By Alana Hu, Staff Writer
With only six weeks left until the end of the semester, staying focused in classes becomes a struggle for many students.
Spring break marks the half-way point of the semester and, with its conclusion, students become aware of how quickly summer is approaching and do not concentrate as much on their studies.
Remember to look at the big picture
Successfully finishing the semester is possible if students are able to step back and revamp their approaches to their courses.
“The biggest thing is for students to think about their overarching goals and remember why you are here and what your career goals are,” said Tamarin Huelin, a counselor of counseling services.
Remind yourself of the purpose behind your homework
Huelin also encouraged students to examine what their calling is and to realize that the courses they must take will connect them to that calling. Assignments, projects and papers prepare students for the internships and jobs they seek this summer and after graduation.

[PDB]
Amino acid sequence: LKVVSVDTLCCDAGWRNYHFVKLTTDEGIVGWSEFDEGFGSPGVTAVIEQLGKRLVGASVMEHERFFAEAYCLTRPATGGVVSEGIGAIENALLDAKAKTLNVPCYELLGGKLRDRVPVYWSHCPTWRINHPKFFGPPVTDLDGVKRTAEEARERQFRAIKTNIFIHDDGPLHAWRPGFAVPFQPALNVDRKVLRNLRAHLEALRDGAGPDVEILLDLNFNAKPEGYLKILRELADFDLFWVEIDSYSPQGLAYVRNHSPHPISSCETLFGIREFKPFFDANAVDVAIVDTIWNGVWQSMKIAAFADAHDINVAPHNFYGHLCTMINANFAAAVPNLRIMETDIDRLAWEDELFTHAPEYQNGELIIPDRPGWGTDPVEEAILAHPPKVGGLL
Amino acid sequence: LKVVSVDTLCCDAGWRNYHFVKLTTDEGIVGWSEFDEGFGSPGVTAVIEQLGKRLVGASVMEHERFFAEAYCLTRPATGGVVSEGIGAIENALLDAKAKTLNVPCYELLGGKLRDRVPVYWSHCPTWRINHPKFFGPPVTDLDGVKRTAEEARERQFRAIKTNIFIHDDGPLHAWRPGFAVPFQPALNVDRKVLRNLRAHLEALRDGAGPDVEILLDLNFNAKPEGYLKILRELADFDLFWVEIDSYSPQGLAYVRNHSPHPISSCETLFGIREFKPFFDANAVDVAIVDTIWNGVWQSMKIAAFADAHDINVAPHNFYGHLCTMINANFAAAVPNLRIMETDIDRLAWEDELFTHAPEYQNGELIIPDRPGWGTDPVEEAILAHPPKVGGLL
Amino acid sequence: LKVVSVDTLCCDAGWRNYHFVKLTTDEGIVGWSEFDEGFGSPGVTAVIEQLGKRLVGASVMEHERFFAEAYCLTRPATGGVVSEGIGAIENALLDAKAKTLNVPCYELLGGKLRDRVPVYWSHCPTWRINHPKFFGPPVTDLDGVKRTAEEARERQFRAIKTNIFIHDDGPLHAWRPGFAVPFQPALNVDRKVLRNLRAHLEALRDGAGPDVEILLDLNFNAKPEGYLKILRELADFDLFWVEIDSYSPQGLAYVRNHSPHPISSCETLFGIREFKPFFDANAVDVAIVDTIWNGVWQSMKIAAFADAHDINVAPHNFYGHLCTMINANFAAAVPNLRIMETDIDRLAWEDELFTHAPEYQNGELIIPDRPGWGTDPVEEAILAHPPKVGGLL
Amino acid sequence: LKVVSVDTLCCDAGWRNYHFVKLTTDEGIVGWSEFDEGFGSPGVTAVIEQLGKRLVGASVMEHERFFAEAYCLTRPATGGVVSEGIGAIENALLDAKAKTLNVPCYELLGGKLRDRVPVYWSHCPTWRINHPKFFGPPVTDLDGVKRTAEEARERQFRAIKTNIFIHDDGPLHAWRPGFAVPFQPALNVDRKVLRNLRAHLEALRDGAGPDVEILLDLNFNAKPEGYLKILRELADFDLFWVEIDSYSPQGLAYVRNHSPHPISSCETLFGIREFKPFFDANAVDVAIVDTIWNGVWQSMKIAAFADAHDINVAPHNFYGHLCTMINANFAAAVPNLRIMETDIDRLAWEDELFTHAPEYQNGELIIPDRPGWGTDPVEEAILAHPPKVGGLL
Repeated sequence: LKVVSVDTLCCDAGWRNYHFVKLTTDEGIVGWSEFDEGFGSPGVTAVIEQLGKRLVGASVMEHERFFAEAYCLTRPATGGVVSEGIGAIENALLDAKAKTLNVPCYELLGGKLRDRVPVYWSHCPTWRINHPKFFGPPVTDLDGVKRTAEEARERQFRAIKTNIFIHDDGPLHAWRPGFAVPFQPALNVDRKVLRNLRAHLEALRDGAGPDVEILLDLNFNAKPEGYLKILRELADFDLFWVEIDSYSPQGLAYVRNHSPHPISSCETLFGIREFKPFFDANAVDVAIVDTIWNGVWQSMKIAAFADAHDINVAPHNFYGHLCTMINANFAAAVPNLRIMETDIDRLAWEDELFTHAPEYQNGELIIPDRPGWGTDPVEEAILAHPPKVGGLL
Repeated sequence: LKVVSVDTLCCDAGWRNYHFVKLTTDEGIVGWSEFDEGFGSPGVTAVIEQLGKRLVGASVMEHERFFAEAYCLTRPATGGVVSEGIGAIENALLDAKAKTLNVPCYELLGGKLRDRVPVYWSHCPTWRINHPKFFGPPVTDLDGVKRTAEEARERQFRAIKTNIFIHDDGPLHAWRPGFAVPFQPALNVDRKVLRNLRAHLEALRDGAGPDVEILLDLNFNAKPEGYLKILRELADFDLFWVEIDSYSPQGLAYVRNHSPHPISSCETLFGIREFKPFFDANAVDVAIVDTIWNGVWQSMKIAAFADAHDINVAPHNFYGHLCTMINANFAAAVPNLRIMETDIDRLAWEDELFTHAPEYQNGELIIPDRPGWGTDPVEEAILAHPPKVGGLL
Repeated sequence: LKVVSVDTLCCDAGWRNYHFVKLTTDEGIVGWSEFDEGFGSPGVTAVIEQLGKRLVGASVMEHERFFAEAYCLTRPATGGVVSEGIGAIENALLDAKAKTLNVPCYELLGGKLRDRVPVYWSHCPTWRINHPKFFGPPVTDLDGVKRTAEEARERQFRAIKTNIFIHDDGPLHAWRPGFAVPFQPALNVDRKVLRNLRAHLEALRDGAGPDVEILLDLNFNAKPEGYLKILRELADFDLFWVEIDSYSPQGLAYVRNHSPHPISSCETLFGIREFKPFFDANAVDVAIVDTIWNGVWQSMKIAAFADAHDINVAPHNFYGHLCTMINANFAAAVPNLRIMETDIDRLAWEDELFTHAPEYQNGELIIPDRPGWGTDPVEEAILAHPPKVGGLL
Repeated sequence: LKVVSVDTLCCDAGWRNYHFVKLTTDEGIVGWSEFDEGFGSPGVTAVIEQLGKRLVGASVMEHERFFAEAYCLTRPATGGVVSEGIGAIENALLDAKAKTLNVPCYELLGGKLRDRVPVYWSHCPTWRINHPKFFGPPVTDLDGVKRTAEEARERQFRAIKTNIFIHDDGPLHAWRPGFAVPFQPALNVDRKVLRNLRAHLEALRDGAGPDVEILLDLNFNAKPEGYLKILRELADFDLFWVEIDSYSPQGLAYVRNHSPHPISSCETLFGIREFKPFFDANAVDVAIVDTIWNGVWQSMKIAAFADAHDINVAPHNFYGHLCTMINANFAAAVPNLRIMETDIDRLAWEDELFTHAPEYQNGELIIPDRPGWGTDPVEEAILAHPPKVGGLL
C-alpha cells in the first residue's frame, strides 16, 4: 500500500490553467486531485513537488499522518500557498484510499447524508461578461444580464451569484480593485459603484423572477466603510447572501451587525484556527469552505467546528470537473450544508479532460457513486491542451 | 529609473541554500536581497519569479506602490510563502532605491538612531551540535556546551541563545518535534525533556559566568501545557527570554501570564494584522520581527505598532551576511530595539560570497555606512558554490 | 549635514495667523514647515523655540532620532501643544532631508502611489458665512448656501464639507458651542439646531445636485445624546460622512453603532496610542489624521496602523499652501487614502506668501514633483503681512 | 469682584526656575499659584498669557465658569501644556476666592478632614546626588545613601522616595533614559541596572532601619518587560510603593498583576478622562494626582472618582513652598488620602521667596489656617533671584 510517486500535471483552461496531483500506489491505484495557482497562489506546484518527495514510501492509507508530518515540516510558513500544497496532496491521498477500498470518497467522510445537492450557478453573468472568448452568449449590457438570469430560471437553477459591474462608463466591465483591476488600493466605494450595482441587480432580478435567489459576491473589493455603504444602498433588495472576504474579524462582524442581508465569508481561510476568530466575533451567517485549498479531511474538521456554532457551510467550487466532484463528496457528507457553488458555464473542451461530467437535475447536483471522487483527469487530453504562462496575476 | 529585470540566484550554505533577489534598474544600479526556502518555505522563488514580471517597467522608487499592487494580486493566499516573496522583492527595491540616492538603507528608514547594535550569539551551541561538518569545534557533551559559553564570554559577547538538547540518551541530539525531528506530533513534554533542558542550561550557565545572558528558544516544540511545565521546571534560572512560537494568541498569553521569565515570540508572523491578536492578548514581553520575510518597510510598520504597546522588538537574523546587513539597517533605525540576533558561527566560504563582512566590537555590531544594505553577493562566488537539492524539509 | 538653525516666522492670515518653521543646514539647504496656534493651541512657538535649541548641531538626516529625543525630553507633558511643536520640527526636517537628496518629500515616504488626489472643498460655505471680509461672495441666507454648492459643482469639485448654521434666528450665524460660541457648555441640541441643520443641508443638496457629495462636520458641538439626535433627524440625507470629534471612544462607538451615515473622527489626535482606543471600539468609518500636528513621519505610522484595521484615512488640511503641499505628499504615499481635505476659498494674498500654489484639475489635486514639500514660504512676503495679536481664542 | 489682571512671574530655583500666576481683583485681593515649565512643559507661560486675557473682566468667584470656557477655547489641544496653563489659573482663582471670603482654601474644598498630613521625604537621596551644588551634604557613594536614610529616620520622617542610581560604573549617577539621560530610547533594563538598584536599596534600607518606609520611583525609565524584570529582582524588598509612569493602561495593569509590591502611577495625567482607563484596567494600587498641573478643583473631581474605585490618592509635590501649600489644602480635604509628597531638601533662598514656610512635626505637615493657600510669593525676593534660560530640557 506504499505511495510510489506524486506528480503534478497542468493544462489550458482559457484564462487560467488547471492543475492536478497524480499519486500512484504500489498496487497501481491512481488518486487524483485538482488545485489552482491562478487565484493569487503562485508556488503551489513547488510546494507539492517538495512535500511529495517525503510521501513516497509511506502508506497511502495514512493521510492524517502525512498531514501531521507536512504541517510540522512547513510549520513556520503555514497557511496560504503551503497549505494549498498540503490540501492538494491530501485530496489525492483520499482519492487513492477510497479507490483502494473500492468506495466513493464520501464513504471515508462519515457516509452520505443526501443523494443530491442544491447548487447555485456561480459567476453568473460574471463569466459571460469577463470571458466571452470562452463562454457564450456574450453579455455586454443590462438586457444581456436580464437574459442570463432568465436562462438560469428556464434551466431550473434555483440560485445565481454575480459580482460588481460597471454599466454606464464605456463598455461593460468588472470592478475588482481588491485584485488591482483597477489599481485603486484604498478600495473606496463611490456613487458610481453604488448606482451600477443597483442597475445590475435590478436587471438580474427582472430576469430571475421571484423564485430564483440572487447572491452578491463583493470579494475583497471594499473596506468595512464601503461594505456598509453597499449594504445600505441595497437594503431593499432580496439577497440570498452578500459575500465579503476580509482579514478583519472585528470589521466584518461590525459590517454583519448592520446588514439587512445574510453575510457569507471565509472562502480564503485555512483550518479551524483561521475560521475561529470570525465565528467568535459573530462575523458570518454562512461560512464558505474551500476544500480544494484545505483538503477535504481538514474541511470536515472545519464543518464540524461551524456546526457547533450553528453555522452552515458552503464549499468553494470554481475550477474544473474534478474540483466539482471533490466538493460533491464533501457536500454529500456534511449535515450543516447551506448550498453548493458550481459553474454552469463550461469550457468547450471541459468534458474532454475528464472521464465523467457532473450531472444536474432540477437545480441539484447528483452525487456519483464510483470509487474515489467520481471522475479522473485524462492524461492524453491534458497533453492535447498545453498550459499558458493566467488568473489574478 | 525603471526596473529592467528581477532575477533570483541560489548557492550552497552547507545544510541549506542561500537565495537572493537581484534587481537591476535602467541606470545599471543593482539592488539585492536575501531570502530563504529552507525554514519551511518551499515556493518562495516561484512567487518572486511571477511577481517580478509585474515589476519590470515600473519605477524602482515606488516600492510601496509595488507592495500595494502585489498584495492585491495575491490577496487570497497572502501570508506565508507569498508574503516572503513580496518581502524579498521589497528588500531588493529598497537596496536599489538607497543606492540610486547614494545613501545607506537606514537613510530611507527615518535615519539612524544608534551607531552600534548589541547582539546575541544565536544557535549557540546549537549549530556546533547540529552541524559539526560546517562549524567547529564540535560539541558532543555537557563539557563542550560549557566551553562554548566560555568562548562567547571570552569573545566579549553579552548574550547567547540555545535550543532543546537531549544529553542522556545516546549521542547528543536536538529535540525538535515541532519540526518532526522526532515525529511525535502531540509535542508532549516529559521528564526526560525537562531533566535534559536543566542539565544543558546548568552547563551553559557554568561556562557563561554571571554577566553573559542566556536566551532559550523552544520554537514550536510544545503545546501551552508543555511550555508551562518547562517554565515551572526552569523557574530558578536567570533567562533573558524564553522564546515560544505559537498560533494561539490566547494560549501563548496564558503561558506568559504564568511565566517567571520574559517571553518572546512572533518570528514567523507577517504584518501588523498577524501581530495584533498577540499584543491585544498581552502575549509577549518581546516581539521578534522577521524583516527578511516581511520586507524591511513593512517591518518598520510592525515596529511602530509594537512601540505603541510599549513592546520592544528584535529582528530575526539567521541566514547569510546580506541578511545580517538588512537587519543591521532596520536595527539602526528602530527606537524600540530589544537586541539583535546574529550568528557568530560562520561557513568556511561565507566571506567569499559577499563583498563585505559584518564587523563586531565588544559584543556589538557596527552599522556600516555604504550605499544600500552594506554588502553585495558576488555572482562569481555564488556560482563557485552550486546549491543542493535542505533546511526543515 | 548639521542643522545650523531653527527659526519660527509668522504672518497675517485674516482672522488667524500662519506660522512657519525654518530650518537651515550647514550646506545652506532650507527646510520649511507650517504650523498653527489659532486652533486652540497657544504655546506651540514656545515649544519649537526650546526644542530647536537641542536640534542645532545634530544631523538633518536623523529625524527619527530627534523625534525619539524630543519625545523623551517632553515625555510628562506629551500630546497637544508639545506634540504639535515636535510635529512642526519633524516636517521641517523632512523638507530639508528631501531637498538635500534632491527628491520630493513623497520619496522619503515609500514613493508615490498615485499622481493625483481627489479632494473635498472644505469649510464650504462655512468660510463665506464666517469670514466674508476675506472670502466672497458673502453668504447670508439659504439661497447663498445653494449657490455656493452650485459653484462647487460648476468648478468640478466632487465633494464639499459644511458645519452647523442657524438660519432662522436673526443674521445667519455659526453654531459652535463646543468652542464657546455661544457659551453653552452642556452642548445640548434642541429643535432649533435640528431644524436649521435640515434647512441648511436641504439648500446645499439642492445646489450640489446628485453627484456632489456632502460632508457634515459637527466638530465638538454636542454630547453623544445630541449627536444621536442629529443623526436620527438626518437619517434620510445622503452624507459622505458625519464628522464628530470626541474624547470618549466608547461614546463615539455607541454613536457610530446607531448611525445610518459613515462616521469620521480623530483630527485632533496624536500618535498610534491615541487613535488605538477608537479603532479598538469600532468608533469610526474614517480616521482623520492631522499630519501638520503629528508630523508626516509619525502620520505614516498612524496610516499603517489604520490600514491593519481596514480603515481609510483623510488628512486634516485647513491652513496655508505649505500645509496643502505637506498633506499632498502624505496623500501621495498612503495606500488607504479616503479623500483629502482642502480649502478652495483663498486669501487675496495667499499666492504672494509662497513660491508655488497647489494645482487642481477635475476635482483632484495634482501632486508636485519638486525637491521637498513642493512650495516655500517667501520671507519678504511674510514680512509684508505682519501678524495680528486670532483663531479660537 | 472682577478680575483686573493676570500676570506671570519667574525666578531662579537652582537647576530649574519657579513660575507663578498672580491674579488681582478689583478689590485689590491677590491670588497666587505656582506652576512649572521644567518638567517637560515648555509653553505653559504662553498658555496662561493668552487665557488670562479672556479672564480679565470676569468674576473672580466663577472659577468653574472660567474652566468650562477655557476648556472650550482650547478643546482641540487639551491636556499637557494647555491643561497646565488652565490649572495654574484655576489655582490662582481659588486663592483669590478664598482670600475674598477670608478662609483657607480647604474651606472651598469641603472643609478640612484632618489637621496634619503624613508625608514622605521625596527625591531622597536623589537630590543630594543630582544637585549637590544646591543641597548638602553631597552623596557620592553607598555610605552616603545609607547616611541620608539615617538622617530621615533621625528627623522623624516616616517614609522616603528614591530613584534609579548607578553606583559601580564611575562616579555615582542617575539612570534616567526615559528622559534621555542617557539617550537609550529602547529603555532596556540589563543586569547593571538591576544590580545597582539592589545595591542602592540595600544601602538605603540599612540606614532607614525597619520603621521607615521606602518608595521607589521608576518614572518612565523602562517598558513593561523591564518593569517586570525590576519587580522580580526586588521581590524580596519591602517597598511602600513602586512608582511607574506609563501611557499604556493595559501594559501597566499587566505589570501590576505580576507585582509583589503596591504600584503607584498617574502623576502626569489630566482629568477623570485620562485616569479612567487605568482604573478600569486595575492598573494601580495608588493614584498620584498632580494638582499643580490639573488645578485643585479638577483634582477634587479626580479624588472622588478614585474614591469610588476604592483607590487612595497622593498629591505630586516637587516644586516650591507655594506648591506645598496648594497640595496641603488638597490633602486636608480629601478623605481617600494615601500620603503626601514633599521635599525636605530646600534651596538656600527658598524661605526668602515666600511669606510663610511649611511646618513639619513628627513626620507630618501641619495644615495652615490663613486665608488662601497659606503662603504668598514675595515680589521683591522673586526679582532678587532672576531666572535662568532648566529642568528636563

Take charge of your daily schedule
Time management is a discipline that can be hard to maintain, too. With extracurricular activities, social events and studying for classes, creating a schedule can help. However, each individual will manage his or her time differently, Huelin said.
Organize your to-do list and manage your priorities.
Along with managing time, students need to work to get organized and prioritize. Huelin explained that creating some type of system will enable students to focus on which assignments need to be completed first and which tasks can be put off until later.
Her system consists of four bins labeled “in box,” “do now,” “later” and “pending.”
Living a healthy lifestyle consistently plays a large role in one’s ability to function, said Dustin Donner, operations manager of Wellness Services. A healthy lifestyle consists of exercising vigorously for at least an hour a day for three or four days a week.
“One is most alert, energized and able to focus when living under this healthy lifestyle,” Donner explained. “Facts are recalled easier.”
Huelin agreed that exercise positively affects a student’s performance.
“Exercise releases hormones and helps with stress and changes the neurochemistry of the brain,” she said.
Eat, sleep and be merry. Repeat.
Diet and sleep are crucial for performing well. Food serves as fuel to help the body function. Also, without proper nourishment, the brain is unable to function at its full potential.
On average, students need seven to nine hours of sleep each night. Sleep debt occurs when one does not rest enough, Huelin said.
When sleep debt occurs, it is a result of one’s lack of sleep and a challenge for one to regain the sleep that they have lost. Huelin suggests a brief power nap — 20 or 30 minutes.